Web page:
In my interaction with business and civil society, it is clear that the possibility of an amendment to Section 25 of the Constitution continues to cause huge anxiety.
Although my sources have made it clear that the ANC does not believe that they require an amendment in order to do expropriation without compensation, President Cyril Ramaphosa’s late night announcement on 31 July clearly conveyed the ANC’s decision to support an amendment.
Given the ANC’s dominance on the Constitutional Review Committee, it is fairly certain that an amendment of Section 25 would be recommended in their report to Parliament later this year.
Of course, at the same time, the president has been at pains to clarify that the amendment would not facilitate blanket expropriation without compensation or nationalisation of land. He (and other ANC leaders) continue to emphasise that any expropriation will be done in a sensible and sensitive manner.
Although an amendment to the Constitution, and particularly the Bill of Rights, should not be taken lightly, many in the Ramaphosa camp emphasise that a carefully considered clarification of Section 25 would give more certainty to this issue than subjective interpretations by future political operatives which could be far more radical. It would also give clear guidelines to any policy and legislative processes.
So how imminent is such a Constitutional amendment?
Assuming that the national election will be held towards the end of April or early May 2019, it would be extremely difficult, if not impossible, to pass such an amendment prior to the election.
Firstly, Parliament would almost certainly run out of time. The current session of the National Assembly ends mid-September. Even in the unlikely event of the Constitutional Review Committee completing their work by 28 September, they will have to wait for the next session of Parliament to table the report in the National Assembly.
Assuming that they recommend an amendment to Section 25, Parliament would then refer the matter of drafting such an amendment to the Department of Justice. The draft would have to get Cabinet approval, after which it will be referred to the Portfolio Committee on Justice and Correctional Services. This committee will then have to consider the matter and most likely again have a period for public comment and hearings on the specific wording of the amendment.
This will only happen in the new year, after SONA and possibly also the budget process in March. Parliament usually takes between 6 and 9 months to pass any piece of legislation which would take us beyond the election.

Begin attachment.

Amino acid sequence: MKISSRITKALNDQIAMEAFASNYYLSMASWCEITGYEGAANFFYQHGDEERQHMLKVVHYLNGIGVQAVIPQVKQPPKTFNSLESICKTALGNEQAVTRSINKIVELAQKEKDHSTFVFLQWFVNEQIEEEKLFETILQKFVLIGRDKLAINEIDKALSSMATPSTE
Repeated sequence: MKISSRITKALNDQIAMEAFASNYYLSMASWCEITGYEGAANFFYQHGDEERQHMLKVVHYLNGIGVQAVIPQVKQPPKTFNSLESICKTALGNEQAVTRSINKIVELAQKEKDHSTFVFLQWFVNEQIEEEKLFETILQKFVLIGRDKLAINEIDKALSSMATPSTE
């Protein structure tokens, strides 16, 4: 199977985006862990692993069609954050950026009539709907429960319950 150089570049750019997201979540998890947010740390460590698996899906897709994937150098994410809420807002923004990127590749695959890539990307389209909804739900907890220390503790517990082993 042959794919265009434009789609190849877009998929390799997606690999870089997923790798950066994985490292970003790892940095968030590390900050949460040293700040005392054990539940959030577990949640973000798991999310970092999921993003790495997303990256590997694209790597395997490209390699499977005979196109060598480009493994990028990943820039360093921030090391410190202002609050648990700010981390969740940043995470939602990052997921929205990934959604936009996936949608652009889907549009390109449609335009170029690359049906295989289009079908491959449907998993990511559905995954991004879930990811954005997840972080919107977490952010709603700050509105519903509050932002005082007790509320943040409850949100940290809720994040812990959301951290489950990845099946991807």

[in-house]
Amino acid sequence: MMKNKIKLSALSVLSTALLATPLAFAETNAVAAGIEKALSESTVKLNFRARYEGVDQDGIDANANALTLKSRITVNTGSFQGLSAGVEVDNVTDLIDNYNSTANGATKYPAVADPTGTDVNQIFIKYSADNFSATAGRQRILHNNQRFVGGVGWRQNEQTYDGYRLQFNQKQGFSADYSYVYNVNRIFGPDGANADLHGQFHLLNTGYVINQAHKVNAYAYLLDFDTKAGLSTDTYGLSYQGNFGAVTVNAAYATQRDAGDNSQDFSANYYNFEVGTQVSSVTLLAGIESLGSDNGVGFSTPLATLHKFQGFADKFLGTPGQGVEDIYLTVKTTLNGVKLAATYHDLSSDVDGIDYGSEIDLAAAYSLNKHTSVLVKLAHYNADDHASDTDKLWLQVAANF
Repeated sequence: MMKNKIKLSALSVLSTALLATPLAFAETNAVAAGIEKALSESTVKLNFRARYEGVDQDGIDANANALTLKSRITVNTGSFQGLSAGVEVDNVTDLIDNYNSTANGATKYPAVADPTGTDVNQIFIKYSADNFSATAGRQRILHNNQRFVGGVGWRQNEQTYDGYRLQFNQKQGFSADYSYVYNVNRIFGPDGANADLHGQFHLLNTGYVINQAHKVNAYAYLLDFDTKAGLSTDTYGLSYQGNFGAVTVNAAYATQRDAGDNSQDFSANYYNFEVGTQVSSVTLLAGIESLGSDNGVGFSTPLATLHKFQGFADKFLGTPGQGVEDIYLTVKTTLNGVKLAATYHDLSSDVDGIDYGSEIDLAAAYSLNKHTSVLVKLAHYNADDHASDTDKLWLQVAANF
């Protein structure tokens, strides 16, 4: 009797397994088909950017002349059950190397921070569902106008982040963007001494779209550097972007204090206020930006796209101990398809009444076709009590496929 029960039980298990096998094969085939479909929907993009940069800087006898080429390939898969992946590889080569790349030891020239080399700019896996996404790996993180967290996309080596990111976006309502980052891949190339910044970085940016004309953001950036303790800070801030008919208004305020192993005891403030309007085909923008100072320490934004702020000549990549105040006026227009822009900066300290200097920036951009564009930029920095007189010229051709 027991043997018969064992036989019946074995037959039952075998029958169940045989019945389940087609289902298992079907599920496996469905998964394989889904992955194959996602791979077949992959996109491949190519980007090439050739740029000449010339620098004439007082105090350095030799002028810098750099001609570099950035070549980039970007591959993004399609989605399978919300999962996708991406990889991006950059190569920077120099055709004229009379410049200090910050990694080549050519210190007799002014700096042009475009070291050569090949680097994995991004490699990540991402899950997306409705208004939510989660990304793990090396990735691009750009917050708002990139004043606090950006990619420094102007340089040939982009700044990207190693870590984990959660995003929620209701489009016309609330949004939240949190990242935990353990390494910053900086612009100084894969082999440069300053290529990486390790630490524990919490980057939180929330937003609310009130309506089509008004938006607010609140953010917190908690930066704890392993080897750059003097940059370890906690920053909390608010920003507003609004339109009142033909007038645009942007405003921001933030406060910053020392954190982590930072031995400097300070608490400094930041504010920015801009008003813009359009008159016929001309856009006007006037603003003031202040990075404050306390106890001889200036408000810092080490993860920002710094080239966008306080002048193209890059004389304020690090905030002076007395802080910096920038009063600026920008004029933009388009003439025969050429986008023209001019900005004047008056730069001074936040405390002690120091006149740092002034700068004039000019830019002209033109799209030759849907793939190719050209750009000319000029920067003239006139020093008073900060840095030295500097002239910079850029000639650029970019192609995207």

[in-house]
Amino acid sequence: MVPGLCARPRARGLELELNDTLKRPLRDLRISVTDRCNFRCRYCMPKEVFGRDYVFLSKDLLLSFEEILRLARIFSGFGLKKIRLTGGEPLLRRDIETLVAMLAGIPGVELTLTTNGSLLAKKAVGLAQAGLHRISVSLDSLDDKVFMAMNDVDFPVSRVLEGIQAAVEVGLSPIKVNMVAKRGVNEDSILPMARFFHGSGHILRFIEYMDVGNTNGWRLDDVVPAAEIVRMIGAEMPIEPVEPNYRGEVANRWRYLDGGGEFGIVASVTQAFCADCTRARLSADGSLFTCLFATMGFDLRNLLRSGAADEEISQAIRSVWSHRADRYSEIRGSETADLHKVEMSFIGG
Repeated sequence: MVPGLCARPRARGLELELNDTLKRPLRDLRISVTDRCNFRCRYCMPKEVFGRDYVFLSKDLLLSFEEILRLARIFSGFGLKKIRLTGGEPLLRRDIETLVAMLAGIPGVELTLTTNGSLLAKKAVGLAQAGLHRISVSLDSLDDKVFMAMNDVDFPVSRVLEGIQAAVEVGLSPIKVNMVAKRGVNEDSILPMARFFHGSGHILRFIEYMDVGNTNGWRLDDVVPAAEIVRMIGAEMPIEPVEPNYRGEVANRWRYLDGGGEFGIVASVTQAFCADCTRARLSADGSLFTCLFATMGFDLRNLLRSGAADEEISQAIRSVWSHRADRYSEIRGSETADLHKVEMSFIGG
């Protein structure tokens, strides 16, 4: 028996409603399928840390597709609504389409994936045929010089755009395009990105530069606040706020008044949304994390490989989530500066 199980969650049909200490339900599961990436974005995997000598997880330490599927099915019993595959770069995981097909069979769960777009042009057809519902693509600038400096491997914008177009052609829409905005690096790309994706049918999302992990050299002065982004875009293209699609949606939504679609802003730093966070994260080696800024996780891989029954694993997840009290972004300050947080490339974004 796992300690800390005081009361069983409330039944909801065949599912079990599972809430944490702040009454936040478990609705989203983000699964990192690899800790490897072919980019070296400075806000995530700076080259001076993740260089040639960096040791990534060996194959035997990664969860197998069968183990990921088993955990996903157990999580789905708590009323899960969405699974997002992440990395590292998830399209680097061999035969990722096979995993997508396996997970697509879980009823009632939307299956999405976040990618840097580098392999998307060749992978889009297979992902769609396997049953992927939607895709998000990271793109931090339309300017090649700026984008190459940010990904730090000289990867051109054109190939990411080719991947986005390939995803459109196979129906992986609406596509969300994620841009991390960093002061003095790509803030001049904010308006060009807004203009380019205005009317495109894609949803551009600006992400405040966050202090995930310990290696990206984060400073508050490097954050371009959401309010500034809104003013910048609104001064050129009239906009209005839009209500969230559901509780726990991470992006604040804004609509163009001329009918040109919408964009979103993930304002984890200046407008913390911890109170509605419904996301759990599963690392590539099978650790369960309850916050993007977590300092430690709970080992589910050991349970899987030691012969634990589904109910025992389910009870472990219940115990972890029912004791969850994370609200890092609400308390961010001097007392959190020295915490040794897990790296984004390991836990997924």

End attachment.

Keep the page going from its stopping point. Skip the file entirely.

Even if they decide to drastically expedite the process, it is very difficult to see where they would get the numbers from to pass the amendment.
Although there has been some debate about the issue I think we can accept that an amendment to Section 25 would require a two-thirds majority rather than the super majority of 75%.
In that case, the ANC would be 18 votes short if every ANC MP is present in the house. To allow for unavoidable absenteeism on the day, it is always necessary to have a safety buffer of 8-10 additional votes. So, 26-28 votes in total.
It is very difficult to see where those votes would come from if the amendment is voted on before the election. Of course, the EFF has 25 elected MPs. However, it is virtually impossible that the EFF would vote for an ANC tabled amendment leading up to the election.
The ANC has made it crystal clear that they intend to deal with the historical injustices around land ownership as a matter of urgency. However, they are also acutely aware that should they do anything irresponsible, it would have catastrophic repercussions for the market and the currency. This would in turn impact on any future growth in the economy and, most importantly, job creation, which is the number one issue concerning voters.
The ANC and the president particularly would not agree to any amendment that would allow the possibility for massive land expropriation, nationalisation or land grabs. Given the EFF’s insistence on radical measures such as nationalisation, it would be virtually impossible for the governing party to find wording that would satisfy the EFF, yet not collapse the market and currency – at least before the election.
In a calmer post-election period, and depending on the outcome of the election, the EFF might be more willing to compromise.
If the ANC does not have the EFF’s support, they would have to rely on the IFP’s 10 votes (and still be a number of votes short). However, the IFP would be unlikely to support any amendment that might potentially impact on traditional land.
That leaves only the DA. Needless to say, it would be suicidal for the DA to support any motion around expropriation of land before an election.
Delaying any amendment till after the election has positive and negative repercussions. The continued uncertainty around expropriation without compensation could mean a further slowdown in foreign direct investment and a continued lack of confidence from the markets for at least another 9 months.
However, in the long run, it would be far better to deal with the emotional issue of land reform and the serious issue of an amendment to our Bill of Rights when cooler heads can prevail in a post-election period.
– Melanie Verwoerd is a former ANC MP and South African Ambassador to Ireland.